An Army veteran has sued the Department of Veteran Affairs after a surgeon at West Haven Veteran Affairs Hospital allegedly left a scalpel in his body during a surgery four years ago.
According to the lawsuit, Glenford Turner said he underwent a robotic-assisted laparoscopic prostatectomy on Aug. 30, 2013. He went back to the hospital on March 29, 2017 to get an MRI after experiencing stomach pain and dizziness for a while.
“X-rays revealed the presence of an abandoned scalpel inside Mr. Turner’s body. Doctors confirmed that is was the scalpel knife used during Turner’s radical prostatectomy — performed four years earlier at the West Haven VA,” Turner’s lawyer, Joel Faxon said.
Faxon said the incident was “an incomprehensible level of incompetence.” He explained that the surgery took five hours instead of the one hour it should have taken and they failed to take X-rays after the procedure to ensure no instruments were left in the body.
“It is shocking that in return for that service the VA thanked him by deploying a rookie surgical trainee to perform the surgery who showed an incomprehensible level of incompetence by losing the scalpel in Mr. Turner’s abdomen and not bothering to find it. He just sewed him up and moved on to his next victim,” he said.
Faxon added that he’s shocked Turner is still alive because the scalpel could have pierced his bowel, intestines and stomach.
The lawsuit demands unspecified compensatory damages and alleges Turner suffered pain, additional surgery, rehabilitation, medical costs and loss of income.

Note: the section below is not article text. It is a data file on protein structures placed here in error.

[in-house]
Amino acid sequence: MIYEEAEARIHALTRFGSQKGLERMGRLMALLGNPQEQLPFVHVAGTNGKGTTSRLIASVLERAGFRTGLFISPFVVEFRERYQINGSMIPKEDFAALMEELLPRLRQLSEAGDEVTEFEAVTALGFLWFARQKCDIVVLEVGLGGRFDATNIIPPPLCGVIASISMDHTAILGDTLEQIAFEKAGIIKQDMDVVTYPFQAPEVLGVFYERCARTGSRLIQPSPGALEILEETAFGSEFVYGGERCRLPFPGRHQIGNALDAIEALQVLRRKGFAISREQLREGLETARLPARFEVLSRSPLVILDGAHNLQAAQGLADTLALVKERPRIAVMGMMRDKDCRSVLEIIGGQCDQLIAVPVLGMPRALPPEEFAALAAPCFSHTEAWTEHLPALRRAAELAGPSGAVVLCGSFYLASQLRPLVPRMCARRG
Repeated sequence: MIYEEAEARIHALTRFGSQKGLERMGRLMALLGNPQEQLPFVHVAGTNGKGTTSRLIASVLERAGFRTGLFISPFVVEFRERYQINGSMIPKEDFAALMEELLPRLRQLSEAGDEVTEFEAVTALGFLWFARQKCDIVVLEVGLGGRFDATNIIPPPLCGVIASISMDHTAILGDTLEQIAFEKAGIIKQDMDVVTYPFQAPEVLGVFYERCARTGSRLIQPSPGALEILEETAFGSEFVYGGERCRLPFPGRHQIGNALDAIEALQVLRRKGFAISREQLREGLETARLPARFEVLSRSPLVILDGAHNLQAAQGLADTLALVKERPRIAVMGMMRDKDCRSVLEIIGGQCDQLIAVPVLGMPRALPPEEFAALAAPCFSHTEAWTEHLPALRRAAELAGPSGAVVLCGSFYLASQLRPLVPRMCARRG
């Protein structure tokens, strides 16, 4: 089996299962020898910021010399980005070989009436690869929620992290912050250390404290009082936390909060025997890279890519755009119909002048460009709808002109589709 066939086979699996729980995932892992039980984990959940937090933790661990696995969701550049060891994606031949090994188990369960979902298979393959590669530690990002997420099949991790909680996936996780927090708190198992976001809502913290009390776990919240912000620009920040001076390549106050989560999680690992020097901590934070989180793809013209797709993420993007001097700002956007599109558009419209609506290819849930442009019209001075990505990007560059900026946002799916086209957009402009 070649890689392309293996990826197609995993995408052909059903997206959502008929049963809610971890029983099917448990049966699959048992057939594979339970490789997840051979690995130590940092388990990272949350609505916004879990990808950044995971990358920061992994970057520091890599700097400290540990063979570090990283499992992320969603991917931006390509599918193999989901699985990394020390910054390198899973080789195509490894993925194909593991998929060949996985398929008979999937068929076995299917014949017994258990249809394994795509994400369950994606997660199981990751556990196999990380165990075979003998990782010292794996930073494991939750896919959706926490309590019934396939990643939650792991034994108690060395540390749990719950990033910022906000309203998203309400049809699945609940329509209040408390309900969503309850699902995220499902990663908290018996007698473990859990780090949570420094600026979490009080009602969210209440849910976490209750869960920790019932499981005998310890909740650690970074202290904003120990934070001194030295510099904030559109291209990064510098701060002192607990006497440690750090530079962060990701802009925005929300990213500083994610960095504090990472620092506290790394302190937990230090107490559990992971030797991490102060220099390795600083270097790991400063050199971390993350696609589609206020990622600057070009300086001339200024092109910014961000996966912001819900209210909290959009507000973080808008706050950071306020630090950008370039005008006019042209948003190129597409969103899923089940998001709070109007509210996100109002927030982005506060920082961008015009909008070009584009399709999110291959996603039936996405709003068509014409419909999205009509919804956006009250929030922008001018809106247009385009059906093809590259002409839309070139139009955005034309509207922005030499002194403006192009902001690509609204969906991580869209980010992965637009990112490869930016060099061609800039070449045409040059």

The medical malpractice case caught the attention of U.S. Sen. Richard Blumenthal, a Connecticut Democrat. He said he was stunned and appalled after finding out about the case.
“I have asked for a detailed explanation from VA of this deeply troubling report,” Blumenthal said in a statement. “I am demanding also full accountability so this kind of horrific negligence never happens again.”
VA is also currently being sued by the wife of a veteran who died in 2016 while on the surgical wait list for a new heart valve.
George Walker went to the hospital in June that year after experiencing shortness of breath. He was diagnosed with aortic stenosis and put on a waitlist to get a new valve. His surgery was scheduled for July 5, but he died on July 1 in his home.
Peggy Walker said the hospital never told them how serious the condition was and that they should have never sent him home.
“If we didn’t think we were going to get the right care there, we would have gone somewhere else. He was just a happy man who didn’t know.”
The lawsuit demands an unspecified amount of damages.
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